Daniel Wells is Professor of History, Afroamerican and African Studies at the University of Michigan. This interview is based on his new book, Blind No More: African American Resistance, Free-Soil Politics, and the Coming of the Civil War (University of Georgia Press, 2019).
JF: What led you to write Blind No More?
DW: Although much of my work so far has focused on southern history, several years ago I became interested in the evolution of free soil thinking. Based on the reading I did in primary sources like newspapers, manuscripts, and sermons, I concluded that the genesis for shifting antebellum public opinions on slavery was rooted in the crisis over fugitive slaves. Because enslaved people persistently and at great personal risk fled bondage, they forced white northern voters and politicians to rethink their relationship with the South and their obligations to return runaways under the Constitution.
Blind no More is the print version of the Lamar Lectures that I was honored to deliver in 2017. One of the goals for such lectures is to be provocative, so I wanted to accomplish two primary goals. I placed African Americans at the heart of our understanding of Civil War causation and I made the case that given the parameters in place after the ratification of the Constitution there was a certain inevitability to the outbreak of civil conflict.
JF: In two sentences, what is the argument of Blind No More?
DW: The book is really about how free state voters between 1820 and 1861 came to question the value of the Constitution, and the central role of African Americans in fostering that reevaluation. We often think about the coming of the Civil War as a product of hardening of southern views on bondage, but the free states underwent their own dramatic and important shift in thinking about the Union and the Constitution, a shift that contributed significantly to the coming of the Civil War.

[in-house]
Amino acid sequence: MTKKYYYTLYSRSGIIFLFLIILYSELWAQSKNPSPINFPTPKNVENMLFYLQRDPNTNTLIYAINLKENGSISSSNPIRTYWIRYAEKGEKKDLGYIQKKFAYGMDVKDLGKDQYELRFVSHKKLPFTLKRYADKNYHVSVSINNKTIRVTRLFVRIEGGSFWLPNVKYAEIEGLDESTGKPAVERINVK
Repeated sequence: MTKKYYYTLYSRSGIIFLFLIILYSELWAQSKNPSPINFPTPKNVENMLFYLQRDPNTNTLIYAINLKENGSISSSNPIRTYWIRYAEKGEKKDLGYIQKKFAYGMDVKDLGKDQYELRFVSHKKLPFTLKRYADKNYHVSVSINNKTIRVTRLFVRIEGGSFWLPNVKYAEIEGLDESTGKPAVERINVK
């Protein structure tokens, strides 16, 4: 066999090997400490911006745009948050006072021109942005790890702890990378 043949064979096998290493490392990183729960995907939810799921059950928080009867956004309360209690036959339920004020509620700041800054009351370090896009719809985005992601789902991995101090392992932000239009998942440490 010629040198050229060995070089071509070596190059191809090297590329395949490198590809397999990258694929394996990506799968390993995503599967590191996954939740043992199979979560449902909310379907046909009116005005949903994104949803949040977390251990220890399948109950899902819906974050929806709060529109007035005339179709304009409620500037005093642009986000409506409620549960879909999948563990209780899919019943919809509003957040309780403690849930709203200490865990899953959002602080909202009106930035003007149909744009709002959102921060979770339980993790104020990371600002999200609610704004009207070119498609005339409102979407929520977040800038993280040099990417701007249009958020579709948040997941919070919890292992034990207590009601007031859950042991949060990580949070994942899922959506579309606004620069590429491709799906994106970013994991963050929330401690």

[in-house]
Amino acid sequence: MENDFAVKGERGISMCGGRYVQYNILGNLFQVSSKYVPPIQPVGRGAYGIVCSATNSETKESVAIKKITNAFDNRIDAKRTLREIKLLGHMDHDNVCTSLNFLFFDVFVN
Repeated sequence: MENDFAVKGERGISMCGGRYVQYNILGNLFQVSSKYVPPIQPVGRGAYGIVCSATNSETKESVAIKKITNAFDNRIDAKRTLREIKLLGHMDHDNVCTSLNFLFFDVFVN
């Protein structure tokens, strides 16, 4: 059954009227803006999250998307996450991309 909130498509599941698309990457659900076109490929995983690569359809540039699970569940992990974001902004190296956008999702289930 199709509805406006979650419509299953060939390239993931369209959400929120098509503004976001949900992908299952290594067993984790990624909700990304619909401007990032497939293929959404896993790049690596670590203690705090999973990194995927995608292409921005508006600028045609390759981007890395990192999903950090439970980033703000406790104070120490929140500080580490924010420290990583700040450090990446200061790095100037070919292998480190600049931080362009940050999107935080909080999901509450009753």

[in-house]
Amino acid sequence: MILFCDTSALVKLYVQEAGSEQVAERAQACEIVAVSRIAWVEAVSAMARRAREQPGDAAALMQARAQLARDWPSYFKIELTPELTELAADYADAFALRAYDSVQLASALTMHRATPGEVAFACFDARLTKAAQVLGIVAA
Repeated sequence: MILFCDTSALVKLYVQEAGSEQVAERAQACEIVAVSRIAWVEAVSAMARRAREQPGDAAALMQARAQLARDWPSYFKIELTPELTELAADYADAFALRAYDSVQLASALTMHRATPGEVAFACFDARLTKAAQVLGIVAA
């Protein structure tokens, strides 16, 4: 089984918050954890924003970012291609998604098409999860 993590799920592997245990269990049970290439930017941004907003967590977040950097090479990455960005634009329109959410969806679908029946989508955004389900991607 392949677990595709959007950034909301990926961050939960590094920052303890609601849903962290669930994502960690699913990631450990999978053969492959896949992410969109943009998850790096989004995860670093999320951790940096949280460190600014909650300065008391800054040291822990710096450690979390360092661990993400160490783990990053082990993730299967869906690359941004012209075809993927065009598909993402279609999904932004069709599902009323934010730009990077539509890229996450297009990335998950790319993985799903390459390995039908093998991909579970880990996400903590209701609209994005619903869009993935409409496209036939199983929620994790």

JF: Why do we need to read Blind No More?
DW: Over the past few years, we have benefited from a number of important works on nineteenth-century African Americans, abolitionism, and the Fugitive Slave Law by leading scholars like Richard Blackett, Manisha Sinha, Leslie Harris, and Martha Jones, just to name a few. Other scholars like Corey Brooks and Rachel Shelden have contributed important works on antebellum politics. Blind no More seeks to connect our increasingly sophisticated knowledge of the black experience with our understandings of partisan politics in the antebellum North.
JF: When and why did you decide to become an American historian?
DW: I was privileged in that my father was a literature professor of what used to be called the “American Renaissance,” so I knew what becoming an academic would look like. I became interested in antebellum American history mostly through curiosity about the lively political battles of the period, especially between the Democrats and Whigs. Eventually, as a North Carolina native, I also became interested in southern history, African American history, and the history of slavery. I was fortunate to work with prominent scholars at the University of Florida like the late Bertram Wyatt-Brown, Kermit Hall, Ron Formisano, and other mentors like David Colburn, to whom Blind no More is dedicated, and with Mills Thornton as a PhD student at the University of Michigan.
JF: What is your next project?
DW: I am completing a book called The New York Kidnapping Club: Slavery and Wall Street before the Civil War, a true story about how a nefarious group of police officers, lawyers, merchants, and judges conspired to kidnap black New Yorkers and send them to slavery. It also tells the epic and tragic tales of how the illegal transatlantic slave trade used New York’s harbor all the way to the Civil War.
JF: Thanks, Daniel!